Massachusetts health care facilities on Monday began rolling out doses of a second coronavirus vaccine — this one made by Cambridge-based Moderna — a hopeful development during a dark period of the battle against a virus that has killed thousands in the state.
Even as front-line health workers began taking the first of the two doses the Moderna vaccine requires, Governor Charlie Baker sought to drive home the gravity of the ongoing threat from the virus. His administration is “basically begging everyone to stay within their immediate household” during the holidays.
“We’re not asking people to do this forever,” the governor said during a State House news conference. “We’re asking them to do it for the next 10 or 12 days.”
He said the post-Thanksgiving spike in cases and hospitalizations has slowed a bit, but “not enough, by any means, especially with the Christmas and New Year’s holidays coming up, where we unfortunately anticipate there could be another significant surge.”
When the danger recedes next year, Baker said, “we can have the kind of celebrations we want to have.”
On Monday state public health officials reported 3,760 newly confirmed cases and 41 new deaths. Confirmed cases of COVID-19 have now claimed 11,506 lives in Massachusetts.
The emergence of two vaccines has brought some hope, though it will be months before there are enough doses in the state to reach the general public.
The state expects to receive 120,000 doses of the Moderna vaccine by the end of the year. Combined with supplies of another vaccine made by Pfizer and BioNTech, the state expects to have received 265,000 doses by Dec. 31. Both vaccines require two doses per patient.
Front-line health care workers are the earliest group in Massachusetts to be eligible for the vaccine.
Some of the first doses of the Moderna vaccine were administered to health care workers at East Boston Neighborhood Health Center on Monday, drawing smiles and tears from some who’ve been on the front lines of the coronavirus pandemic for most of the year.
Dr. Jaime Gallegos held a sign that said “Take that, COVID!” as he was given the shot to a round of applause, in what officials at the center said they believe was the first Moderna vaccine to be administered in the state. “I feel really grateful,” Gallegos said.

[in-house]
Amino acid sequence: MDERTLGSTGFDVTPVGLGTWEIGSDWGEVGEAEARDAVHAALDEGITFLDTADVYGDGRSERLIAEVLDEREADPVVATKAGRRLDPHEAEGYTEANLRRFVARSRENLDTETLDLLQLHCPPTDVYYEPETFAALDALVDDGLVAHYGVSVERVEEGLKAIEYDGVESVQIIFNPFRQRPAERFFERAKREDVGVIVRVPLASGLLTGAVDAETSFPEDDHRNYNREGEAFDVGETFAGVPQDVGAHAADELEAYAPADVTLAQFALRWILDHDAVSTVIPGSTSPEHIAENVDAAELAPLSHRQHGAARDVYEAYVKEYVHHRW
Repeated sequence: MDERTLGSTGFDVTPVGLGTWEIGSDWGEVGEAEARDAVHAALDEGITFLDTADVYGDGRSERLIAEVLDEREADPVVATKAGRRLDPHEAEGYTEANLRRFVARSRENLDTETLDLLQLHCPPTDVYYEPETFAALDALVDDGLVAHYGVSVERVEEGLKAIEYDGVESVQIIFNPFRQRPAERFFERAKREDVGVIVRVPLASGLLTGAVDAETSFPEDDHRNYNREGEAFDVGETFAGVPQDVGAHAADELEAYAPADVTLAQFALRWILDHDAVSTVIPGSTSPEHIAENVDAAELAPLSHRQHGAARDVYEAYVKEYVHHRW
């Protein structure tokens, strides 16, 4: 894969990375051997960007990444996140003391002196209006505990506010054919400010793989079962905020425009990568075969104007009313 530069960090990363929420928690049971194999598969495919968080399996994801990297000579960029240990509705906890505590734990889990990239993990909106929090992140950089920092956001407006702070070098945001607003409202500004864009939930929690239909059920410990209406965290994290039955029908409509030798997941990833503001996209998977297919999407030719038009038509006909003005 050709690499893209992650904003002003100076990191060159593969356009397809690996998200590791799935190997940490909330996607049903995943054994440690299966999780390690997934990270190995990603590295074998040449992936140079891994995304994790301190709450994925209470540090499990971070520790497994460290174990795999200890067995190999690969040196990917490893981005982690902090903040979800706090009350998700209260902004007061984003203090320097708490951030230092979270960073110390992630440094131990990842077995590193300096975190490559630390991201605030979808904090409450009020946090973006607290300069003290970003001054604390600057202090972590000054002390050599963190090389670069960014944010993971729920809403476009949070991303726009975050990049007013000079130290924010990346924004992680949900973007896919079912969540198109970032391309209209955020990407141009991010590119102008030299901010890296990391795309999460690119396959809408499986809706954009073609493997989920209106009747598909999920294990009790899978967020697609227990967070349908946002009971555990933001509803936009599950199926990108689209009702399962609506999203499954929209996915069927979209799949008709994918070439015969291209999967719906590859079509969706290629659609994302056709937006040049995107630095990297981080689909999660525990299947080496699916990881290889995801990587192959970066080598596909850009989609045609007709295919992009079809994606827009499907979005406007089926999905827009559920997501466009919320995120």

Dr. Jackie Fantes, chief medical officer at the center who also received the shot, said it was “nothing short of a miracle.”
"I cannot wait to protect my staff. I’ve been worried about them every single day,” Fantes said.
Morgan Brister, a registered nurse at South End Community Health Center, said it was an “honor to get the vaccine.”
“Victory. I’m so excited,” she said, adding that she’s looking forward to seeing patients and hugging people again.
Despite the vaccines, Brister warned that the fight against COVID-19 is not over.
“We can’t let our guard down,” she said.
A total of 20,600 Moderna doses went to 25 sites in Massachusetts on Monday, state officials said, with 83,800 more going to 214 locations Tuesday.
Among the institutions to receive the vaccine on Monday were Boston Medical Center, which got 7,500 doses of Moderna’s vaccine, a spokesman said.
During his Monday news conference, Baker said he will consider additional measures to control the virus.
“As we discuss this and model it out, every option is on the table” Baker said. “And we’re currently reviewing additional steps that we can take to try to minimize the impact of all this.”
Baker rolled the state back to the first step of Phase 3 in its reopening plan earlier this month amid surging hospitalizations. The move closed indoor performance venues and recreation centers and limited capacity to 40 percent in businesses such as gyms, retail stores, and movie theaters. Some municipalities, including Boston, have gone further.
Baker on Monday also addressed recent glitches in the vaccination supply chain, as states were told to expect fewer doses of the Pfizer-BioNTech COVID-19 vaccine in its second week of distribution.
“It does mean instead of having 300,000 vaccines to distribute between Moderna and Pfizer by the end of the year, we’re only going to end up with 265,000,” Baker said.
That’s not a welcome development, he said.
“I think that, as I said before, I’m frustrated about that,” he said, while also detailing ongoing efforts to vaccinate as many front-line health care workers as possible.
About 26,000 people have received the first dose of a vaccine, state officials said. Baker said at his early afternoon news conference that “additional doses between Pfizer and Moderna are going to be arriving practically every day.”
“Obviously, we’d love to see everybody get it all at once. But, as we said before, you know, it will take a little bit of a while to ramp up the distribution piece,” Baker said.
As the pandemic continues to disrupt the economy, Baker said he was pleased to see Congress had finally reached a deal on another COVID-19 relief package Sunday night.
He said he anticipates the bill will include money earmarked for unemployment assistance, as well as support for testing, vaccinations, tracing, rental assistance and small business aid, among other priorities.
Baker’s office also announced the issuance of nearly $49 million to small businesses through a COVID-19 Small Business Grant Program.
The program, first announced in October, is part of the Baker administration’s plan to get people back to work, support small businesses, and ensure housing stability amid the pandemic.
Amanda Kaufman of the Globe staff contributed to this report.